Your article does not seem to prove, in any case, that a -- I don't want to say "naturalistic," which is a questionable way to put it -- an astronomically verifiable interpretation of the star, or some part of the experience of the wise men, is implausible. In fact, you point out there are many such possibilities.

A "large swath of scholars?" Here is your paragraph on the subject:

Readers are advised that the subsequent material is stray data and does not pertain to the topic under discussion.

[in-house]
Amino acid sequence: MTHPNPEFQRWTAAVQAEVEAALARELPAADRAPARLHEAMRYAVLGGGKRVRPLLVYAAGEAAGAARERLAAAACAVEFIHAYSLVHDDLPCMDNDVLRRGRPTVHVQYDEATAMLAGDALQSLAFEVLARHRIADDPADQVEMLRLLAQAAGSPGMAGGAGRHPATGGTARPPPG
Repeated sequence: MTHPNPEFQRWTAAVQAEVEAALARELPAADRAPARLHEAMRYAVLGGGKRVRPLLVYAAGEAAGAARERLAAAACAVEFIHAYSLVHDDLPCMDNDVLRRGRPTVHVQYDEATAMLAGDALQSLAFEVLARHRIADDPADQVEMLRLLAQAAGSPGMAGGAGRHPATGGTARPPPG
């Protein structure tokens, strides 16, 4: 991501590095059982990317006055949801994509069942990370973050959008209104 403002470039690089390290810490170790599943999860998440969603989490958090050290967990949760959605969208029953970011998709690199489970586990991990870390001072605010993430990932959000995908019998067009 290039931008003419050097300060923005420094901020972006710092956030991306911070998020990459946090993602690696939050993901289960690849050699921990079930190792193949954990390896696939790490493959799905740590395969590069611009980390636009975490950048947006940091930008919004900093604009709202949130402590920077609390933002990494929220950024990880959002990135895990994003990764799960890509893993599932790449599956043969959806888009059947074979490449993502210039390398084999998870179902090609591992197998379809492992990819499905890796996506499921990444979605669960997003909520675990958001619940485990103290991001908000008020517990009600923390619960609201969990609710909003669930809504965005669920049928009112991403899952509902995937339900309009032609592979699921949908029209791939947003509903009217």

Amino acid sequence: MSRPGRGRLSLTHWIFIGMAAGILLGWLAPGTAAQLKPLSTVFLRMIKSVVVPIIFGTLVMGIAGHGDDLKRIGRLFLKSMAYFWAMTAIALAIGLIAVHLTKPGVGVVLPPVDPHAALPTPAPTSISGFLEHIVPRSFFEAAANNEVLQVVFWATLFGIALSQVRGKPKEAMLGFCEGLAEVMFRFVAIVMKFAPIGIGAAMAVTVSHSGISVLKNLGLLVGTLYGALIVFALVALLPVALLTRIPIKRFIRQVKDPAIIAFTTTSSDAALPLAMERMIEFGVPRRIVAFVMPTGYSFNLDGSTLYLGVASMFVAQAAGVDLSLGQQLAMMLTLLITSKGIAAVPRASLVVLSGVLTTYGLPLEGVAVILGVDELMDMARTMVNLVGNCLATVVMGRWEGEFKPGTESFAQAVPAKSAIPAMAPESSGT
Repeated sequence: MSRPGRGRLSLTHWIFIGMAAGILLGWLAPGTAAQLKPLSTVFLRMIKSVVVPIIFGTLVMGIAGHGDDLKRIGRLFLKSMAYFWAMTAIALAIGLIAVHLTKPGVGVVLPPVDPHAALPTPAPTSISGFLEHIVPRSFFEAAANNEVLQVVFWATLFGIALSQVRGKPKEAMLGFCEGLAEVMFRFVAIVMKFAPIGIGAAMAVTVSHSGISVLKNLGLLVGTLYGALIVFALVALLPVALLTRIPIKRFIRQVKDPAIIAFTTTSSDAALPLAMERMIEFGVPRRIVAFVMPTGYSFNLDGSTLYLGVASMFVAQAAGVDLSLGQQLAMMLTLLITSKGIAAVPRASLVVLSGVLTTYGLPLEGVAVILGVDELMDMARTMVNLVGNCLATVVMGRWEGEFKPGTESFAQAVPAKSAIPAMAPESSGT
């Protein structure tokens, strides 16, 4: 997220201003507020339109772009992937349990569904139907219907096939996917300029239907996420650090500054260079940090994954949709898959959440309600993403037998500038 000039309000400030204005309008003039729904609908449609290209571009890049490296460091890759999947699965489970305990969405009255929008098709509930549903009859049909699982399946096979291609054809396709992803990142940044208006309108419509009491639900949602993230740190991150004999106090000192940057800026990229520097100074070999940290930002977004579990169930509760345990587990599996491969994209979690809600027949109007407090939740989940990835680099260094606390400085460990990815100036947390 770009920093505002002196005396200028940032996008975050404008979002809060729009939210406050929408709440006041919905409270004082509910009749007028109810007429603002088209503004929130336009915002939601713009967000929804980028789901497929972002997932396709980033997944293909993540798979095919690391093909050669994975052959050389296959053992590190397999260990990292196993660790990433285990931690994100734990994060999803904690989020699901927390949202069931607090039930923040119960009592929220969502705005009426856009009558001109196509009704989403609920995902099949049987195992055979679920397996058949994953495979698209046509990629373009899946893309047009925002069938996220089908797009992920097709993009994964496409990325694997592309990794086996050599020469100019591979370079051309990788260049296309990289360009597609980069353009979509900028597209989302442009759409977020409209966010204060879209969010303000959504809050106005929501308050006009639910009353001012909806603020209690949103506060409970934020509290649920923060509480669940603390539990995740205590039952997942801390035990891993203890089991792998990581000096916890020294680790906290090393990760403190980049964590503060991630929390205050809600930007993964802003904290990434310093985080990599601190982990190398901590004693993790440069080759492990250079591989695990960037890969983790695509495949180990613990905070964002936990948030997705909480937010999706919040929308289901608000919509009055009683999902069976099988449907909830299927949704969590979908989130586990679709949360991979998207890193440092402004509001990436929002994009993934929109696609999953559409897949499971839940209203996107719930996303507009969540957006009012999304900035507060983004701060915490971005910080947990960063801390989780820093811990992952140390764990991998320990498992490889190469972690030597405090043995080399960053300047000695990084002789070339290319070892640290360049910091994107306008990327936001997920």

"Little suggests a consensus is likely to emerge in the near future among the scientists that explore this issue, while biblical scholars either ignore this area of inquiry or do not accept the results while make passing and dismissive remarks about Star scholarship (cf. Brown [1977] 1993, 610–13; Beare 1981, 75, 80; Davies and Allison 1988–1997, 1:246–7; Luz 1989, 132; Allison 1993; Funk 1998, 508; Freed 2001, 92; Dunn 2003, 343–4; Holtmann 2005, 13,153; Nolland 2005, 109–16; Borg and Crossan 2007, 182; France 2007, 68–69, 74; Ehrman 2009, 32). As one scholar puts it, “The leading of this star is so obvious that it requires no scholarly interpretation. It points out the exact house where Jesus has been born. As a sign, it appears to function as a divine portent so blatant that any fool could follow it” (Powell 2000, 11). Another says, “If the apologists are right [about the Star], the Bible is wrong” (Price and Lowder 2005, 13). More notably, “No recognized New Testament scholar, Catholic or Protestant, would today seriously defend the historicity of these narratives” (Spong 1992, 44–45).